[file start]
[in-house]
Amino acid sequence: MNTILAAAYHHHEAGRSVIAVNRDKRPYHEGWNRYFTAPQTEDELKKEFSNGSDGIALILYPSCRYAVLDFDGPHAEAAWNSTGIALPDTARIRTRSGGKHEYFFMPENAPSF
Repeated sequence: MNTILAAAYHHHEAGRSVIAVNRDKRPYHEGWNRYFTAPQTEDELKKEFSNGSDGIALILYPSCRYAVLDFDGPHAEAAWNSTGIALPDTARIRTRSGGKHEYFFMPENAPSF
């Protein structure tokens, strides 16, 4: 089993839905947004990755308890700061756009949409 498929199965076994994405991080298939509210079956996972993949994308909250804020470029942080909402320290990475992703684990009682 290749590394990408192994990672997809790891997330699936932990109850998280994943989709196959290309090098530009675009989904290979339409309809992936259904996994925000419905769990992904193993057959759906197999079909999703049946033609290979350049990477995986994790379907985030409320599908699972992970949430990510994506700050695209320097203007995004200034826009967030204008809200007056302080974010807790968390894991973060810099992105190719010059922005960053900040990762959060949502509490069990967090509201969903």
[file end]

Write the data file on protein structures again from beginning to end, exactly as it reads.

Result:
[in-house]
Amino acid sequence: MNTILAAAYHHHEAGRSVIAVNRDKRPYHEGWNRYFTAPQTEDELKKEFSNGSDGIALILYPSCRYAVLDFDGPHAEAAWNSTGIALPDTARIRTRSGGKHEYFFMPENAPSF
Repeated sequence: MNTILAAAYHHHEAGRSVIAVNRDKRPYHEGWNRYFTAPQTEDELKKEFSNGSDGIALILYPSCRYAVLDFDGPHAEAAWNSTGIALPDTARIRTRSGGKHEYFFMPENAPSF
């Protein structure tokens, strides 16, 4: 089993839905947004990755308890700061756009949409 498929199965076994994405991080298939509210079956996972993949994308909250804020470029942080909402320290990475992703684990009682 290749590394990408192994990672997809790891997330699936932990109850998280994943989709196959290309090098530009675009989904290979339409309809992936259904996994925000419905769990992904193993057959759906197999079909999703049946033609290979350049990477995986994790379907985030409320599908699972992970949430990510994506700050695209320097203007995004200034826009967030204008809200007056302080974010807790968390894991973060810099992105190719010059922005960053900040990762959060949502509490069990967090509201969903």